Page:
Assessment of the Emotional Freedom Technique: An Alternative Treatment for Fear
Waite, L. W. & Holder, M. D.The Scientific Review of Mental Health Practice
, (2003), 2(1). 20-26.Abstract
The effectiveness of the Emotional Freedom Technique (EFT), a treatment for anxiety and fear, was assessed. One hundred nineteen university students were assigned and tested in an independent four-group design. The groups differed in the treatment each received: applied treatment of EFT (Group EFT); a placebo treatment (Group P); a modeling treatment (Group M); and a control (Group C). Participants' self-reported baseline and post-treatment ratings of fear were measured. Group EFT showed a significant decrease in self-report measures at post-treatment. However, Group P and Group M showed a similar significant decrease. Group C did not show a significant decrease in post-treatment fear ratings. These results do not support the idea that the purported benefits of EFT are uniquely dependent on the "tapping of meridians." Rather, these results suggest that the reported effectiveness of EFT is attributable to characteristics it shares with more traditional therapies.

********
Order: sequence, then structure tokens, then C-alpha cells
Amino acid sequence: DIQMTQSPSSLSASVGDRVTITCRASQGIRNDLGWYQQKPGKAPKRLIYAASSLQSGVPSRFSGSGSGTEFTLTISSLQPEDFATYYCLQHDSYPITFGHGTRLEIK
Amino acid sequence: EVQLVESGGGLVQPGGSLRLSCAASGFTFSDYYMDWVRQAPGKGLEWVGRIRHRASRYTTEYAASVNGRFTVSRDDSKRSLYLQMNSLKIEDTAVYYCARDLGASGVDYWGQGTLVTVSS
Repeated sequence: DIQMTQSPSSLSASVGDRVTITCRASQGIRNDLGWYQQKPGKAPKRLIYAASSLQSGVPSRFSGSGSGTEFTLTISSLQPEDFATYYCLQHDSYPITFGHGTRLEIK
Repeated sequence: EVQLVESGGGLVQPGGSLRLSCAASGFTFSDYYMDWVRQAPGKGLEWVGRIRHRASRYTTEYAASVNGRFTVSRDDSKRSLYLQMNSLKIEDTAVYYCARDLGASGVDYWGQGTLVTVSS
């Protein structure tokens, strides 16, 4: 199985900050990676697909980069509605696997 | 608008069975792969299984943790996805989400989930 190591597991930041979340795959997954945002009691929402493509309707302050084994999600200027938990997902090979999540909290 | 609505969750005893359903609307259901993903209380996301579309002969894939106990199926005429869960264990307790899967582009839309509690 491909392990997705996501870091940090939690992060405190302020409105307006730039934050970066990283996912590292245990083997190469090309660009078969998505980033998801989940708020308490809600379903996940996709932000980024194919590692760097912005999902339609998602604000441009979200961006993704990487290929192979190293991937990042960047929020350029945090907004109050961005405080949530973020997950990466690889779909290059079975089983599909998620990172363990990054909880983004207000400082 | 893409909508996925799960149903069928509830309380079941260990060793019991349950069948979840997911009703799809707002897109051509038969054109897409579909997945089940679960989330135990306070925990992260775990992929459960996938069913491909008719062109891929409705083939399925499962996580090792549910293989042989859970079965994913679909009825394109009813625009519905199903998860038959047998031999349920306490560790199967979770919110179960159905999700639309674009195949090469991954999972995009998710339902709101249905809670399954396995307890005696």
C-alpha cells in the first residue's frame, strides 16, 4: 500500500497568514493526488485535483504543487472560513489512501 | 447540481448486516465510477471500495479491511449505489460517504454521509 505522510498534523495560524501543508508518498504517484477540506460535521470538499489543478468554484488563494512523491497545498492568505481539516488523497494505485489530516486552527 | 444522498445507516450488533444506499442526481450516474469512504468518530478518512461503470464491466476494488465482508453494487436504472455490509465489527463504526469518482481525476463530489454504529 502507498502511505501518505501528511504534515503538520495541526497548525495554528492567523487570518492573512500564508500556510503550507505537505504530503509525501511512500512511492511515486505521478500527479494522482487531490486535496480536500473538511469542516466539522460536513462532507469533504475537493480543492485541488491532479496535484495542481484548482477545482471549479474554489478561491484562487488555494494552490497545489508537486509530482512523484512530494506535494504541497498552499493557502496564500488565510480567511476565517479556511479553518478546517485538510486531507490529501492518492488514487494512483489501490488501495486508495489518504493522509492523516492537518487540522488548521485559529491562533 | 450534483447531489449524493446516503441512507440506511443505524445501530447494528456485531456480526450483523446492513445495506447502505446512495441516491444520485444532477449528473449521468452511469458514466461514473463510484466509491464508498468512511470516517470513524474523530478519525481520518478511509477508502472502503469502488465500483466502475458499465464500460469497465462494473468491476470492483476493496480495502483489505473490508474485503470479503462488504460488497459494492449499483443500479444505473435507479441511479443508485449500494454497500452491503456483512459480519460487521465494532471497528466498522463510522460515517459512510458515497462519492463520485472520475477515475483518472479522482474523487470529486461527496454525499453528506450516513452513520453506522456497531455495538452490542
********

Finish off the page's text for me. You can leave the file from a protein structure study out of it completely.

Rebuttal: An open letter regarding the serious flaws in the Waite & Holder EFT study
This open letter by EFT founder Gary Craig is in response to the 2003 Waite & Holder study in which EFT's effectiveness for phobias was investigated.
To whom it may concern:
This was a study that purported to discredit EFT and was seriously flawed. Even though major mistakes were made in this study, let me at least honor the effort it took to complete it. I admire anyone's dedication to such a task and welcome valid criticism of EFT. It is my hope, however, that more care be taken in future studies on EFT so that conclusions can be more accurate. I present 8 serious flaws below.
Flaw #1: The study was based on a minimal understanding of EFT: It states that "Group EFT followed the treatment procedures outlined in the EFT manual (Craig, 2001a)."
Please note that The EFT Manual is a poor source for conducting a scientific study. This is readily seen in the first paragraph of the EFT Manual. It reads as follows, "This manual is a starting point - an introduction - to EFT. It is a companion to our more extensive video based EFT Course and is NOT intended to be complete training."
There are 140 hours of instructions in our DVD sets that were not reflected in the study. It puzzles me why a 119 subject study would be conducted with only a beginner's knowledge of EFT. This is like trying to evaluate an entire school system having only attended the 1st grade.